Book picks as published in the July 17, 2019 St. Albert Gazette. For more great reads, check here.
Patsy by Nicole Dennis-Benn
When Patsy finally gets a visa to visit her best friend and secret romantic interest, Cicely, in America, she is filled with hope for her future, even though she has to leave her young daughter, Tru, behind in Jamaica. When she arrives, her hopes quickly disintegrate and she must face the dispiriting reality of being an undocumented worker. Her mother’s abandonment deeply impacts Tru, who is facing her own struggles.
The Ice at the End of the World: An Epic Journey into Greenland’s Buried Past and Our Perilous Future
by Jon Gertner
Greenland has long attracted intrepid scientists and explorers. Gertner balances exciting stories of discovery and exploration with a straightforward discussion of the impact of Greenland’s rapidly melting ice sheet, which is both a time capsule, and a disturbing portent of the future. The far-reaching consequences of the global climate change crisis are conveyed with an eye towards spurring readers to action.
Book picks as published in the July 10, 2019 St. Albert Gazette. For more great reads, check here.
The Lazarus Files: A Cold Case Investigation by Matthew McGough
When Sherri Rasmussen was found murdered in her home in 1986, investigators assumed she was killed during an attempted burglary. More than 20 years later, Stephanie Lazarus, a detective with the Los Angeles Police Department, was convicted of her murder. McGough details the investigation that led to her downfall, and argues that the LAPD’s instinct for self protection led them to ignore evidence which pointed to one of their own.
Gone Too Long by Lori Roy
Following the death of her father, a Ku Klux Klan leader, Imogene must fight her own family and the local Klan as she uncovers the scale of her father’s crimes. When she enters her father’s property, she makes a shocking discovery – a young boy is being held captive in his basement. Imogene’s path intertwines with the story of a missing ten-year-old girl who disappeared years earlier following a hate crime.
It’s every parent’s nightmare – that call in the middle of the night to say that your child has been in an accident. Abi answers the phone one night to be told that very thing about her seventeen-year old daughter, Olivia. Only it’s far worse: Olivia is brain-dead and on life support in order to keep her unborn baby alive, a baby that Abi knew nothing about. I was hooked at this point, but slowly I started to look at this novel more carefully.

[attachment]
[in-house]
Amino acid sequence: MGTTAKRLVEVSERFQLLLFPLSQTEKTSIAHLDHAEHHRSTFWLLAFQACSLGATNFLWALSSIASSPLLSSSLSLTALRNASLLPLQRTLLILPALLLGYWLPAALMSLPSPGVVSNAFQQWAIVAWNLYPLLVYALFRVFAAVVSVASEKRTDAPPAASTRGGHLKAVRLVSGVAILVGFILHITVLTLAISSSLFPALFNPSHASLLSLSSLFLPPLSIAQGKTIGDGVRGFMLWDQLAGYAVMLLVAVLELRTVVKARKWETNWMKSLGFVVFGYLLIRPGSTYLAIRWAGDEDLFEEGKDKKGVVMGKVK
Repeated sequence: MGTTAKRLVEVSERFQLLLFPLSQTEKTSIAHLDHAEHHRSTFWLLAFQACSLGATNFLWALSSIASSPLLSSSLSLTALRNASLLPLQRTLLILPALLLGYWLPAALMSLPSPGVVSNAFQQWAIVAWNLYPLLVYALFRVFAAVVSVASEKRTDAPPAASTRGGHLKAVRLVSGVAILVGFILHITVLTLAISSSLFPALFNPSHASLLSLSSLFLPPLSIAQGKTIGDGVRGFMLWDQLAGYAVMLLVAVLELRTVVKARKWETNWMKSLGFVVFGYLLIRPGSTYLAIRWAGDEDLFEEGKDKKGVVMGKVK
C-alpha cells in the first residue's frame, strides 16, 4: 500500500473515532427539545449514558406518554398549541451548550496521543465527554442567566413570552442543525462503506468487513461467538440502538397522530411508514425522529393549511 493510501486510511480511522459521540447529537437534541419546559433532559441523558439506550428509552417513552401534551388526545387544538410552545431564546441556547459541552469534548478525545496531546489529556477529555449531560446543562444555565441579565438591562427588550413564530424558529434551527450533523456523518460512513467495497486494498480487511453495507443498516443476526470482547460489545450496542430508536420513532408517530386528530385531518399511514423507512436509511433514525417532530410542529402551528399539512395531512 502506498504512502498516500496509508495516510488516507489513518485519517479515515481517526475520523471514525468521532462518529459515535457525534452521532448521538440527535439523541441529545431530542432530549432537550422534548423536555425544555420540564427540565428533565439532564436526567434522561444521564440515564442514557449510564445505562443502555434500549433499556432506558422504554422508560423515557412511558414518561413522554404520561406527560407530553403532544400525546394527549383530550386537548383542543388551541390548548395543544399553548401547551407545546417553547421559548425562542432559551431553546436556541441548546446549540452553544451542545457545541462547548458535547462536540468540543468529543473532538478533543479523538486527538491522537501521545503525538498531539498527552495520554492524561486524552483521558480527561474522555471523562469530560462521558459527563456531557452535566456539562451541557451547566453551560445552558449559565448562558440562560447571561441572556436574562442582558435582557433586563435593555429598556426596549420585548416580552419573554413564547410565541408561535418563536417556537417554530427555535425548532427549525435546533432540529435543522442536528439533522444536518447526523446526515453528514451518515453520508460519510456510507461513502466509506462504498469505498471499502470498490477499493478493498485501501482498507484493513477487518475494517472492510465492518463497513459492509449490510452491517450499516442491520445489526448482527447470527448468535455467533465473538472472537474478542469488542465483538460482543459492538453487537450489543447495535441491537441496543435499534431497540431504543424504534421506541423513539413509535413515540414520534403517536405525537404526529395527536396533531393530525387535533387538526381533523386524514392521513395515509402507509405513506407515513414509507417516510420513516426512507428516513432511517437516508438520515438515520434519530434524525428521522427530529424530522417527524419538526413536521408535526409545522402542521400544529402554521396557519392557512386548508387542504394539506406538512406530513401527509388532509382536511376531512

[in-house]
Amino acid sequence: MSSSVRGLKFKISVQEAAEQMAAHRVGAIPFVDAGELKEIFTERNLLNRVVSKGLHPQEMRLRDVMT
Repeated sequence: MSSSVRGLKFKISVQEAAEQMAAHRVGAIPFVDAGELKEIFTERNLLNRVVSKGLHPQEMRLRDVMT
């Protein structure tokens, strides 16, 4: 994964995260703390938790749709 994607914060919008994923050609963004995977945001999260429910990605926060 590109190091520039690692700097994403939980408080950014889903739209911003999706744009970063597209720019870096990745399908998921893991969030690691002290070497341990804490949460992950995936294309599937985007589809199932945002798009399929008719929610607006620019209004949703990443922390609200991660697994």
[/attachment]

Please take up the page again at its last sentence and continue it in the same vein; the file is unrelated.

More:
The author utilizes “weather” in almost every chapter – but it goes nowhere to creating atmosphere. They are just words on the page. I found myself saying “fast forward” after the fifth or sixth passage talking about rain, sunshine, fog, or wind and it got very tiresome. And I just couldn’t believe these characters, expecially Abi, the martyred single-mom who could be called a “helicopter parent” except for the fact that she didn’t actually hover over her daughter, but had her locked in the helicopter with her! There just wasn’t anything genuine about any of the players in this story or the fact that an investigation into Olivia’s fall was deemed as unnecessary.
So, definitely not the top pick of the bookshelf for me, but some might enjoy it.
Book picks as published in the July 3, 2019 St. Albert Gazette. For more great reads, check here.
Daisy Jones and the Six : a novel
By Taylor Jenkins Reid
It the early 1970s, all Daisy Jones wants is to write her own songs, but the record studio has its own ideas. Billy Dunne and his brother have a band called The Six that won’t be playing weddings for long. When they land a record deal, Billy’s girlfriend follows them to the west coast and life begins. What happens next will become the stuff of legend.
Boy wonders : a memoir
By Cathal Kelly
Cathal Kelly grew up in the seventies and eighties, decades when dressing like Michael Jackson seemed like a good idea and The Beachcombers –“an adventure show about logging”–seemed to make sense.By turns funny, elegiac and insightful, Boy Wonders is an unvarnished celebration of growing up and stumbling toward identity. Winner of the 2019 Stephen Leacock Medal for Humour.